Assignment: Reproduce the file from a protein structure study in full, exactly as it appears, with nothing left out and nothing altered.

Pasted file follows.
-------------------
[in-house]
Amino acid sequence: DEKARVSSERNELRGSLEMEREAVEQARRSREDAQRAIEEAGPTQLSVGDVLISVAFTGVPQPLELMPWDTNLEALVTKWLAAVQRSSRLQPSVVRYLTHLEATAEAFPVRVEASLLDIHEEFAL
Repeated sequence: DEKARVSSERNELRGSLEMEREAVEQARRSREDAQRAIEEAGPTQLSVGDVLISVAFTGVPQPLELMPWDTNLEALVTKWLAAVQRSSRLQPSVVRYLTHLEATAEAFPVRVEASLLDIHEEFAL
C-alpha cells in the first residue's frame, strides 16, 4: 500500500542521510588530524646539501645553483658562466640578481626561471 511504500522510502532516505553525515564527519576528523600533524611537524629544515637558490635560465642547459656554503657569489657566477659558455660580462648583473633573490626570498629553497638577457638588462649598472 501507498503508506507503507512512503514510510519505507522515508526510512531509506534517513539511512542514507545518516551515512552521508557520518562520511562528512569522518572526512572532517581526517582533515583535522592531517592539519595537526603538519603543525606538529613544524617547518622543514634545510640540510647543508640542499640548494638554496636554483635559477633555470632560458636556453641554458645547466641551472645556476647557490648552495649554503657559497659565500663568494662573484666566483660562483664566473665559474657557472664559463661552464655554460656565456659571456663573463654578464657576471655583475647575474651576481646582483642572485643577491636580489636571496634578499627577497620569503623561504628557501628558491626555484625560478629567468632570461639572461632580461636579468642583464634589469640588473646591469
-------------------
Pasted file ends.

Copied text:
[in-house]
Amino acid sequence: DEKARVSSERNELRGSLEMEREAVEQARRSREDAQRAIEEAGPTQLSVGDVLISVAFTGVPQPLELMPWDTNLEALVTKWLAAVQRSSRLQPSVVRYLTHLEATAEAFPVRVEASLLDIHEEFAL
Repeated sequence: DEKARVSSERNELRGSLEMEREAVEQARRSREDAQRAIEEAGPTQLSVGDVLISVAFTGVPQPLELMPWDTNLEALVTKWLAAVQRSSRLQPSVVRYLTHLEATAEAFPVRVEASLLDIHEEFAL
C-alpha cells in the first residue's frame, strides 16, 4: 500500500542521510588530524646539501645553483658562466640578481626561471 511504500522510502532516505553525515564527519576528523600533524611537524629544515637558490635560465642547459656554503657569489657566477659558455660580462648583473633573490626570498629553497638577457638588462649598472 501507498503508506507503507512512503514510510519505507522515508526510512531509506534517513539511512542514507545518516551515512552521508557520518562520511562528512569522518572526512572532517581526517582533515583535522592531517592539519595537526603538519603543525606538529613544524617547518622543514634545510640540510647543508640542499640548494638554496636554483635559477633555470632560458636556453641554458645547466641551472645556476647557490648552495649554503657559497659565500663568494662573484666566483660562483664566473665559474657557472664559463661552464655554460656565456659571456663573463654578464657576471655583475647575474651576481646582483642572485643577491636580489636571496634578499627577497620569503623561504628557501628558491626555484625560478629567468632570461639572461632580461636579468642583464634589469640588473646591469